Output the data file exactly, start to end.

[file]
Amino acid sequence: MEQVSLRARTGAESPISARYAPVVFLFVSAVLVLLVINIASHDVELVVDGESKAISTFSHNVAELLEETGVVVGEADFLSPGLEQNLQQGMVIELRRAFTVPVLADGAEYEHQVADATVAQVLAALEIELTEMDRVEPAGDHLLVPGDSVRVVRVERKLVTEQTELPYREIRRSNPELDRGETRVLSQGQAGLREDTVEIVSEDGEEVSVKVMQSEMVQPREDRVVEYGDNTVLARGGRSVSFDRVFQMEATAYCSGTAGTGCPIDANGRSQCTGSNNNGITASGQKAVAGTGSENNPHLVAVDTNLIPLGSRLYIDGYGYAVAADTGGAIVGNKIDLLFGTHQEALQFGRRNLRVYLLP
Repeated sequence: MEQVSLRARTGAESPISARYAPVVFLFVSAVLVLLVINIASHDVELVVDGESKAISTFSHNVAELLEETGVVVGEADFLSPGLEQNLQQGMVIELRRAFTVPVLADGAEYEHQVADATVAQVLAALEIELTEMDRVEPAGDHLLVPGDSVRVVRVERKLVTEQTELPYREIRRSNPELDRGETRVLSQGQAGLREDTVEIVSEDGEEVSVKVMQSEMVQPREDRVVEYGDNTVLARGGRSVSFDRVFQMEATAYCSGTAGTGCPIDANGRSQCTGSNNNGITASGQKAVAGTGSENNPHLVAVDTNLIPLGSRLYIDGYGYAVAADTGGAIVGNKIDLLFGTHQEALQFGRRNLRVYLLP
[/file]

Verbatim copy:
Amino acid sequence: MEQVSLRARTGAESPISARYAPVVFLFVSAVLVLLVINIASHDVELVVDGESKAISTFSHNVAELLEETGVVVGEADFLSPGLEQNLQQGMVIELRRAFTVPVLADGAEYEHQVADATVAQVLAALEIELTEMDRVEPAGDHLLVPGDSVRVVRVERKLVTEQTELPYREIRRSNPELDRGETRVLSQGQAGLREDTVEIVSEDGEEVSVKVMQSEMVQPREDRVVEYGDNTVLARGGRSVSFDRVFQMEATAYCSGTAGTGCPIDANGRSQCTGSNNNGITASGQKAVAGTGSENNPHLVAVDTNLIPLGSRLYIDGYGYAVAADTGGAIVGNKIDLLFGTHQEALQFGRRNLRVYLLP
Repeated sequence: MEQVSLRARTGAESPISARYAPVVFLFVSAVLVLLVINIASHDVELVVDGESKAISTFSHNVAELLEETGVVVGEADFLSPGLEQNLQQGMVIELRRAFTVPVLADGAEYEHQVADATVAQVLAALEIELTEMDRVEPAGDHLLVPGDSVRVVRVERKLVTEQTELPYREIRRSNPELDRGETRVLSQGQAGLREDTVEIVSEDGEEVSVKVMQSEMVQPREDRVVEYGDNTVLARGGRSVSFDRVFQMEATAYCSGTAGTGCPIDANGRSQCTGSNNNGITASGQKAVAGTGSENNPHLVAVDTNLIPLGSRLYIDGYGYAVAADTGGAIVGNKIDLLFGTHQEALQFGRRNLRVYLLP